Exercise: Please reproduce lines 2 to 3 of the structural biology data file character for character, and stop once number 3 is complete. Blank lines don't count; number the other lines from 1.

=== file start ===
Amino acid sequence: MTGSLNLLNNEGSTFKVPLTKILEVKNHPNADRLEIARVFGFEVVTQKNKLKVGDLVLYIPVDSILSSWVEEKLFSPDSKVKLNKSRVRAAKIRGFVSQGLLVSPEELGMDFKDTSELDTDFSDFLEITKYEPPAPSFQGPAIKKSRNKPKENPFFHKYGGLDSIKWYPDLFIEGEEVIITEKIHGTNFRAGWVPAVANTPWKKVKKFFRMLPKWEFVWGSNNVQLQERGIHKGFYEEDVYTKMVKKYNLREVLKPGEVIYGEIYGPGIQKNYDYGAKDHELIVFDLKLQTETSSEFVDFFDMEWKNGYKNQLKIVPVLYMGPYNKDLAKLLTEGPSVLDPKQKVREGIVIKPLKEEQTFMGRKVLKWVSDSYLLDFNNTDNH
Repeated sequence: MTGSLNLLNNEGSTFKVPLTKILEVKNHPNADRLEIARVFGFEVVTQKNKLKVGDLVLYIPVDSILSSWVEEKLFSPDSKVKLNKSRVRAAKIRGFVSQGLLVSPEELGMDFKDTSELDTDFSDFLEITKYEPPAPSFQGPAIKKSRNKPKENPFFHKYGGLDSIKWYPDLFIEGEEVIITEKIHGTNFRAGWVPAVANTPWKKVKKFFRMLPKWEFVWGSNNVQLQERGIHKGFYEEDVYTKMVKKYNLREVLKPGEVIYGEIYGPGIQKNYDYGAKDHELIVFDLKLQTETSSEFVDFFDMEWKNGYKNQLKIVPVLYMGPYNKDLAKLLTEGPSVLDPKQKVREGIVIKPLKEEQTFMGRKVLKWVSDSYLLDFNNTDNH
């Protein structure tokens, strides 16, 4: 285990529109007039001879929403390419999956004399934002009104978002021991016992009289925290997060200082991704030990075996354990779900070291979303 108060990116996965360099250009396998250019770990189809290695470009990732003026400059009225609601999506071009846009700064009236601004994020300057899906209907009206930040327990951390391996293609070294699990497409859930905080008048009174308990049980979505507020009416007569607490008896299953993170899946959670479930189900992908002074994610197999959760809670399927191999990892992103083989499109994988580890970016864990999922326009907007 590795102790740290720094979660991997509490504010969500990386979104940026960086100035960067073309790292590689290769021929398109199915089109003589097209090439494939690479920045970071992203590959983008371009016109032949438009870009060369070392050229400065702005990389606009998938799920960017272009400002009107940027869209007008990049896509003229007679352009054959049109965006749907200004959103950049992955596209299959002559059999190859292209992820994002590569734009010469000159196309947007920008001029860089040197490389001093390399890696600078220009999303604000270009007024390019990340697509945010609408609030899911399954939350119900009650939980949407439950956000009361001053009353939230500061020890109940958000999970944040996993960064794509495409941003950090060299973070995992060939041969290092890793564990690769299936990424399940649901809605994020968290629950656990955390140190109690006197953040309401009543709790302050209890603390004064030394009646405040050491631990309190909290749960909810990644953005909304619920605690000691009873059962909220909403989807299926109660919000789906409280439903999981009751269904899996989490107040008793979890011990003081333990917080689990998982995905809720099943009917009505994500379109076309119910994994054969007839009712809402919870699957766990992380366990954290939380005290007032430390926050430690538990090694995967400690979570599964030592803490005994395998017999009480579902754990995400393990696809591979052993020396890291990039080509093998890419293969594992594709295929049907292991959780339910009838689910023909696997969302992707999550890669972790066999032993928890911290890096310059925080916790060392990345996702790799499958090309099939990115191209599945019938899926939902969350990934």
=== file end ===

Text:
Repeated sequence: MTGSLNLLNNEGSTFKVPLTKILEVKNHPNADRLEIARVFGFEVVTQKNKLKVGDLVLYIPVDSILSSWVEEKLFSPDSKVKLNKSRVRAAKIRGFVSQGLLVSPEELGMDFKDTSELDTDFSDFLEITKYEPPAPSFQGPAIKKSRNKPKENPFFHKYGGLDSIKWYPDLFIEGEEVIITEKIHGTNFRAGWVPAVANTPWKKVKKFFRMLPKWEFVWGSNNVQLQERGIHKGFYEEDVYTKMVKKYNLREVLKPGEVIYGEIYGPGIQKNYDYGAKDHELIVFDLKLQTETSSEFVDFFDMEWKNGYKNQLKIVPVLYMGPYNKDLAKLLTEGPSVLDPKQKVREGIVIKPLKEEQTFMGRKVLKWVSDSYLLDFNNTDNH
């Protein structure tokens, strides 16, 4: 285990529109007039001879929403390419999956004399934002009104978002021991016992009289925290997060200082991704030990075996354990779900070291979303 108060990116996965360099250009396998250019770990189809290695470009990732003026400059009225609601999506071009846009700064009236601004994020300057899906209907009206930040327990951390391996293609070294699990497409859930905080008048009174308990049980979505507020009416007569607490008896299953993170899946959670479930189900992908002074994610197999959760809670399927191999990892992103083989499109994988580890970016864990999922326009907007 590795102790740290720094979660991997509490504010969500990386979104940026960086100035960067073309790292590689290769021929398109199915089109003589097209090439494939690479920045970071992203590959983008371009016109032949438009870009060369070392050229400065702005990389606009998938799920960017272009400002009107940027869209007008990049896509003229007679352009054959049109965006749907200004959103950049992955596209299959002559059999190859292209992820994002590569734009010469000159196309947007920008001029860089040197490389001093390399890696600078220009999303604000270009007024390019990340697509945010609408609030899911399954939350119900009650939980949407439950956000009361001053009353939230500061020890109940958000999970944040996993960064794509495409941003950090060299973070995992060939041969290092890793564990690769299936990424399940649901809605994020968290629950656990955390140190109690006197953040309401009543709790302050209890603390004064030394009646405040050491631990309190909290749960909810990644953005909304619920605690000691009873059962909220909403989807299926109660919000789906409280439903999981009751269904899996989490107040008793979890011990003081333990917080689990998982995905809720099943009917009505994500379109076309119910994994054969007839009712809402919870699957766990992380366990954290939380005290007032430390926050430690538990090694995967400690979570599964030592803490005994395998017999009480579902754990995400393990696809591979052993020396890291990039080509093998890419293969594992594709295929049907292991959780339910009838689910023909696997969302992707999550890669972790066999032993928890911290890096310059925080916790060392990345996702790799499958090309099939990115191209599945019938899926939902969350990934």